One reason U.S. officials, through two administrations, have been so concerned about the case is that Saad Aljabri was a key partner for the CIA in its counterterrorism efforts against al-Qaeda. A July 2020 letter to Trump from a bipartisan group of four senators noted that Aljabri “has been credited by former CIA officials for saving thousands of American lives by discovering and preventing terrorist plots.”
The senators stressed: “We believe the U.S. has a moral obligation to do what it can to assist in securing his children’s release.”
The Aljabri children were among MBS’s first targets when he seized power on June 21, 2017, deposing Crown Prince Mohammed bin Nayef, who had been Saad Aljabri’s patron. The children were stopped at the Riyadh airport that day. Sarah, then 17, was prevented from leaving the country; her brother Omar, then 18, refused to depart without her. The two were on their way to school in the United States, where their father was then living.
Saad Aljabri pleaded with MBS to lift the travel ban. The crown prince didn’t respond at first, but he messaged Aljabri in September 2017: “I want to resolve this problem of your son and daughter, but this is a very sensitive file here,” according to a translation provided by the family. Aljabri took that as a reference to the former crown prince, whom MBS has accused of conspiring with Aljabri to skim money from secret intelligence funds. Aljabri and Mohammed bin Nayef have denied the charges through their lawyers.
When Aljabri balked at MBS’s request for cooperation in the September 2017 exchange, the crown prince warned that he would seek Aljabri’s arrest through an Interpol warrant or “other means that would be harmful to you,” according to correspondence provided by the family.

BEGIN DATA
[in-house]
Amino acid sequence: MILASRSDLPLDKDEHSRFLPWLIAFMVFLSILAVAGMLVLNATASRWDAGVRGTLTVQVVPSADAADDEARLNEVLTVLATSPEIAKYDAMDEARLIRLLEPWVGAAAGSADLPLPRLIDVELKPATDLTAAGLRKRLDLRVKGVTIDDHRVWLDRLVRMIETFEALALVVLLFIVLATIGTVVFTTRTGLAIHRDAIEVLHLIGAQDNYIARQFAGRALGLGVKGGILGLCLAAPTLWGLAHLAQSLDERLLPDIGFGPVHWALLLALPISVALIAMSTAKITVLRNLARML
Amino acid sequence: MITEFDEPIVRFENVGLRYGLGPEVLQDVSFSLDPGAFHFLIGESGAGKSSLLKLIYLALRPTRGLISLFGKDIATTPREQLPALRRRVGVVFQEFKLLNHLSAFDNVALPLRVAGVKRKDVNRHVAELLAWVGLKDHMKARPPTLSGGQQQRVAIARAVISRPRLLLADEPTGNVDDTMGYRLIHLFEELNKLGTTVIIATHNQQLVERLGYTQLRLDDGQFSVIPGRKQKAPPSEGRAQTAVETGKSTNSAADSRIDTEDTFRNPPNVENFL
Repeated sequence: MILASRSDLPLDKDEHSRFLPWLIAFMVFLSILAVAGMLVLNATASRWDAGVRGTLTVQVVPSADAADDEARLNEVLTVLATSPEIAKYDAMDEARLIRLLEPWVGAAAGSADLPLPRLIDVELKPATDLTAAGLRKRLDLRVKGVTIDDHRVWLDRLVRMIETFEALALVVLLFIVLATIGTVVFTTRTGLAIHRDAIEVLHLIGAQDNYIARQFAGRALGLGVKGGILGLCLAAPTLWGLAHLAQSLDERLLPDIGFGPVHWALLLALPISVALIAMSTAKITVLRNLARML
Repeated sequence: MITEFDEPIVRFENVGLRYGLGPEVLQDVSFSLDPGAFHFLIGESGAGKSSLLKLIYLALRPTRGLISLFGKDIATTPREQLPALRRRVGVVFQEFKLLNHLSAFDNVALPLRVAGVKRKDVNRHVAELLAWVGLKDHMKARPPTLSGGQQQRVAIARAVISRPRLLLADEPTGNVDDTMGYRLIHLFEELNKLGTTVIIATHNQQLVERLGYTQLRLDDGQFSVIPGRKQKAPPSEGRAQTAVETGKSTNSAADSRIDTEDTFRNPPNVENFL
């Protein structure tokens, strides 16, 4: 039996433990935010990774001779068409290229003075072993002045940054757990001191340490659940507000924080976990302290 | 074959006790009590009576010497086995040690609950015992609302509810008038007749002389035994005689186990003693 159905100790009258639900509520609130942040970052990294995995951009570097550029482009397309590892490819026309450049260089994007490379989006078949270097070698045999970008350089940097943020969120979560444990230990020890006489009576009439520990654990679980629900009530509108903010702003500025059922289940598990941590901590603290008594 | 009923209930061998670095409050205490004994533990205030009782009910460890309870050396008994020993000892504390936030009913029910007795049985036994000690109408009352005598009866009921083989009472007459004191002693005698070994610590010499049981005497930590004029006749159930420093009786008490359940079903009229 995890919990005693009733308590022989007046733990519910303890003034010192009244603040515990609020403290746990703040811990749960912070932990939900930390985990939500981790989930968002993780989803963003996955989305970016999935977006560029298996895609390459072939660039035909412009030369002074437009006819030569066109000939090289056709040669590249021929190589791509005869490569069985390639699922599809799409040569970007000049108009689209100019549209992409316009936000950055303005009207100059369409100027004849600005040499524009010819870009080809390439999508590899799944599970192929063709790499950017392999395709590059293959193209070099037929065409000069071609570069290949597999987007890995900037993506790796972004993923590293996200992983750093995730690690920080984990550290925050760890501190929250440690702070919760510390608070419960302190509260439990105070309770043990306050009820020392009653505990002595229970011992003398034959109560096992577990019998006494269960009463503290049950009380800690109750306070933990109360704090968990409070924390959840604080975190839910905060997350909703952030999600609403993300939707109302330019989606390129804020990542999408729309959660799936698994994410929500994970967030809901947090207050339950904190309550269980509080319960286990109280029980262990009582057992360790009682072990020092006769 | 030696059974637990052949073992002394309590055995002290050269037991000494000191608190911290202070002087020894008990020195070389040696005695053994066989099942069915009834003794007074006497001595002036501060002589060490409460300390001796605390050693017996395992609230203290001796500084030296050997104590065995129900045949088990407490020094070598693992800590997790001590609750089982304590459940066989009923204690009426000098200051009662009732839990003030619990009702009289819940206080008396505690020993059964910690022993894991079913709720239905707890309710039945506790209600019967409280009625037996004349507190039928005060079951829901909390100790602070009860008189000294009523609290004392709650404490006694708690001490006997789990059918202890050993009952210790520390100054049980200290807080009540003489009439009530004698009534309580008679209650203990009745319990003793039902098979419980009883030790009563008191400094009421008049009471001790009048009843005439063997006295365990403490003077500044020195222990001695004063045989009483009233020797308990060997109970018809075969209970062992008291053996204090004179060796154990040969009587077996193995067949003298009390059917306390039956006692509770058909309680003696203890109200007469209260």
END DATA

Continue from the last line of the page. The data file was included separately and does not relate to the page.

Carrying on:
Former Canadian prime minister Brian Mulroney offered to mediate in November 2017 and visited the White House to discuss the case with Jared Kushner, Trump’s son-in-law and senior adviser, according to Khalid Aljabri. He said that Kushner responded, through Mulroney: “It is a toxic situation, everyone has so much on the other.”
The Saudi government went ahead with its request for an Interpol warrant for Aljabri, alleging corruption. But an Interpol commission rejected the request in July 2018. The commission noted in its ruling that “unjustified restrictive measures on his family suggest that the case is politically motivated rather than strictly juridical.”
Saad Aljabri sued MBS in August 2020 in federal district court in Washington, hoping to force a judicial resolution of the case or a settlement negotiation. The day the suit was filed, the Trump State Department sent its extraordinary letter of support for Aljabri, calling him “a valued partner to the U.S. government, working closely with us to ensure the safety of Americans.” The letter argued that “any persecution of … Aljabri’s family members is unacceptable.”
The Biden administration wants to maintain a strategic partnership with Saudi Arabia, just as the Trump administration did. But any reset should address the broad bipartisan concern in Washington about Saudi human rights abuses. The bogus case against Aljabri’s children would be a good place to start.